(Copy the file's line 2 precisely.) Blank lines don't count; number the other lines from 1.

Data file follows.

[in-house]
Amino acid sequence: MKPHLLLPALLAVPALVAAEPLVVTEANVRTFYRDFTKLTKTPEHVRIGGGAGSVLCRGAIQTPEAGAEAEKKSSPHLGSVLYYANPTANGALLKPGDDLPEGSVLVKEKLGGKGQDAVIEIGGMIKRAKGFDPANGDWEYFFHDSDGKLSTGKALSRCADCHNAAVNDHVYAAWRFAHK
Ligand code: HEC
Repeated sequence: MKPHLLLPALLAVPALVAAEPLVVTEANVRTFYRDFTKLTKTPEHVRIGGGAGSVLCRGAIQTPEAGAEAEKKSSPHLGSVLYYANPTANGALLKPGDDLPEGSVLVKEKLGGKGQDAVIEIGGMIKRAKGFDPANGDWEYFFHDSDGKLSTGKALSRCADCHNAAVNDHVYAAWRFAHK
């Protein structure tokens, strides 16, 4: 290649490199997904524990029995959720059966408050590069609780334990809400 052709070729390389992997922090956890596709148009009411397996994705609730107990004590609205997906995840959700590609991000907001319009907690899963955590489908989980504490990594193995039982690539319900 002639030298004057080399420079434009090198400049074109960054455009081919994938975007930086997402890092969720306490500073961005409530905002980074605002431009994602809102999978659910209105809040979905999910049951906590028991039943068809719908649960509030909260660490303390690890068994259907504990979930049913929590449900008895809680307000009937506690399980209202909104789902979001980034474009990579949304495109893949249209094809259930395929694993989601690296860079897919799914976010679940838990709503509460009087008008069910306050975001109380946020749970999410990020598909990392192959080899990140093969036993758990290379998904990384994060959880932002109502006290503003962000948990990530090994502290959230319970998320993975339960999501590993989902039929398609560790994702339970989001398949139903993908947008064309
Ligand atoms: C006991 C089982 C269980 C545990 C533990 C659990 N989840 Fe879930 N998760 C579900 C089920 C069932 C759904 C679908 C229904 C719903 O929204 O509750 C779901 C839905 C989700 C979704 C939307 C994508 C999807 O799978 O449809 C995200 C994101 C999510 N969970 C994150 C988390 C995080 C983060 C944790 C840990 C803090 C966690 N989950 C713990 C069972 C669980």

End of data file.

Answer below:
Amino acid sequence: MKPHLLLPALLAVPALVAAEPLVVTEANVRTFYRDFTKLTKTPEHVRIGGGAGSVLCRGAIQTPEAGAEAEKKSSPHLGSVLYYANPTANGALLKPGDDLPEGSVLVKEKLGGKGQDAVIEIGGMIKRAKGFDPANGDWEYFFHDSDGKLSTGKALSRCADCHNAAVNDHVYAAWRFAHK